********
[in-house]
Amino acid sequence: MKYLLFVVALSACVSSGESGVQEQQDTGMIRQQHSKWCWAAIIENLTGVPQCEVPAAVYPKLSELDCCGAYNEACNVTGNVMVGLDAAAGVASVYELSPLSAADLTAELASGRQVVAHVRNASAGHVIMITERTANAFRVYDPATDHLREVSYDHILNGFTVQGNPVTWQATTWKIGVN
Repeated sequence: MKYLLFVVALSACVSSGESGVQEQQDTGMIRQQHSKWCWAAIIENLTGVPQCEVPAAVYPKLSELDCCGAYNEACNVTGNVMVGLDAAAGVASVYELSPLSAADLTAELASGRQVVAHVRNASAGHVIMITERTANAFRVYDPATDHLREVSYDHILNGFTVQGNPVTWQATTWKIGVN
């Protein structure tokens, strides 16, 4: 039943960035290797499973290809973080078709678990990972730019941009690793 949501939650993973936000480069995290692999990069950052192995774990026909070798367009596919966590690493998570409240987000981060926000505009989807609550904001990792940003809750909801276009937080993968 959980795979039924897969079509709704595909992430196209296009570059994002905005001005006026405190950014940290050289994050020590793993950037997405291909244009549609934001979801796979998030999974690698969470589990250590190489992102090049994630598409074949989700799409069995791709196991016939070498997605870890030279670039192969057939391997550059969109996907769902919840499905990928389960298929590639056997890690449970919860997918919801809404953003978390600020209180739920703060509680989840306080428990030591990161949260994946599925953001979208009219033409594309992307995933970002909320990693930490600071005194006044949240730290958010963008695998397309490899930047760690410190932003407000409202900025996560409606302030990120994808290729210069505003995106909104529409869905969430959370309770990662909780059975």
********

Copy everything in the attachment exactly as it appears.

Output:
[in-house]
Amino acid sequence: MKYLLFVVALSACVSSGESGVQEQQDTGMIRQQHSKWCWAAIIENLTGVPQCEVPAAVYPKLSELDCCGAYNEACNVTGNVMVGLDAAAGVASVYELSPLSAADLTAELASGRQVVAHVRNASAGHVIMITERTANAFRVYDPATDHLREVSYDHILNGFTVQGNPVTWQATTWKIGVN
Repeated sequence: MKYLLFVVALSACVSSGESGVQEQQDTGMIRQQHSKWCWAAIIENLTGVPQCEVPAAVYPKLSELDCCGAYNEACNVTGNVMVGLDAAAGVASVYELSPLSAADLTAELASGRQVVAHVRNASAGHVIMITERTANAFRVYDPATDHLREVSYDHILNGFTVQGNPVTWQATTWKIGVN
């Protein structure tokens, strides 16, 4: 039943960035290797499973290809973080078709678990990972730019941009690793 949501939650993973936000480069995290692999990069950052192995774990026909070798367009596919966590690493998570409240987000981060926000505009989807609550904001990792940003809750909801276009937080993968 959980795979039924897969079509709704595909992430196209296009570059994002905005001005006026405190950014940290050289994050020590793993950037997405291909244009549609934001979801796979998030999974690698969470589990250590190489992102090049994630598409074949989700799409069995791709196991016939070498997605870890030279670039192969057939391997550059969109996907769902919840499905990928389960298929590639056997890690449970919860997918919801809404953003978390600020209180739920703060509680989840306080428990030591990161949260994946599925953001979208009219033409594309992307995933970002909320990693930490600071005194006044949240730290958010963008695998397309490899930047760690410190932003407000409202900025996560409606302030990120994808290729210069505003995106909104529409869905969430959370309770990662909780059975």